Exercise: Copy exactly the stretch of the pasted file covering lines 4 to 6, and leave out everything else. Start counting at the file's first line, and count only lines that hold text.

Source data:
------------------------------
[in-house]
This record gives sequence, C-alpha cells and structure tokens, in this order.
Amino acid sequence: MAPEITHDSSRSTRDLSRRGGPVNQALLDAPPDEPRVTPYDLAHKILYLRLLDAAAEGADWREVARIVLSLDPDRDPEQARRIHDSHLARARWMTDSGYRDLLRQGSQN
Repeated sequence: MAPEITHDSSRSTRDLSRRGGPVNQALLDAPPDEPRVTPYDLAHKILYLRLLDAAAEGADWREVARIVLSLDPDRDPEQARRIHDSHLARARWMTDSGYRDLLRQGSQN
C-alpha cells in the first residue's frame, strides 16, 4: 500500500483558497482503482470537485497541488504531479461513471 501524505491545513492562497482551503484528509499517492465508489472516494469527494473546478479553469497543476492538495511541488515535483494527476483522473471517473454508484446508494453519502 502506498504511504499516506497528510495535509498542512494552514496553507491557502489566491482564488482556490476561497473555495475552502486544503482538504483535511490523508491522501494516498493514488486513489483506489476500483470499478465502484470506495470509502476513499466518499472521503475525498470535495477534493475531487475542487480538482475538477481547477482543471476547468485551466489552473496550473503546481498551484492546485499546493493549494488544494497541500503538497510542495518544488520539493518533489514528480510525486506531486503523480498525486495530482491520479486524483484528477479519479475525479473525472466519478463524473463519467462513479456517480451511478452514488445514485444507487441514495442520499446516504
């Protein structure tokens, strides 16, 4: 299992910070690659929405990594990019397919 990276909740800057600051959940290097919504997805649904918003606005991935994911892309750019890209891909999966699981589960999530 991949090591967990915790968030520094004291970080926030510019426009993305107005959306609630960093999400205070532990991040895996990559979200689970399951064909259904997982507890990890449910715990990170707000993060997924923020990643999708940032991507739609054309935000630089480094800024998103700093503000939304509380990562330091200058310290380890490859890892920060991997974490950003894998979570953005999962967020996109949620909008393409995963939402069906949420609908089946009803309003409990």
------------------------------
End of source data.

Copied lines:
Repeated sequence: MAPEITHDSSRSTRDLSRRGGPVNQALLDAPPDEPRVTPYDLAHKILYLRLLDAAAEGADWREVARIVLSLDPDRDPEQARRIHDSHLARARWMTDSGYRDLLRQGSQN
C-alpha cells in the first residue's frame, strides 16, 4: 500500500483558497482503482470537485497541488504531479461513471 501524505491545513492562497482551503484528509499517492465508489472516494469527494473546478479553469497543476492538495511541488515535483494527476483522473471517473454508484446508494453519502 502506498504511504499516506497528510495535509498542512494552514496553507491557502489566491482564488482556490476561497473555495475552502486544503482538504483535511490523508491522501494516498493514488486513489483506489476500483470499478465502484470506495470509502476513499466518499472521503475525498470535495477534493475531487475542487480538482475538477481547477482543471476547468485551466489552473496550473503546481498551484492546485499546493493549494488544494497541500503538497510542495518544488520539493518533489514528480510525486506531486503523480498525486495530482491520479486524483484528477479519479475525479473525472466519478463524473463519467462513479456517480451511478452514488445514485444507487441514495442520499446516504
């Protein structure tokens, strides 16, 4: 299992910070690659929405990594990019397919 990276909740800057600051959940290097919504997805649904918003606005991935994911892309750019890209891909999966699981589960999530 991949090591967990915790968030520094004291970080926030510019426009993305107005959306609630960093999400205070532990991040895996990559979200689970399951064909259904997982507890990890449910715990990170707000993060997924923020990643999708940032991507739609054309935000630089480094800024998103700093503000939304509380990562330091200058310290380890490859890892920060991997974490950003894998979570953005999962967020996109949620909008393409995963939402069906949420609908089946009803309003409990």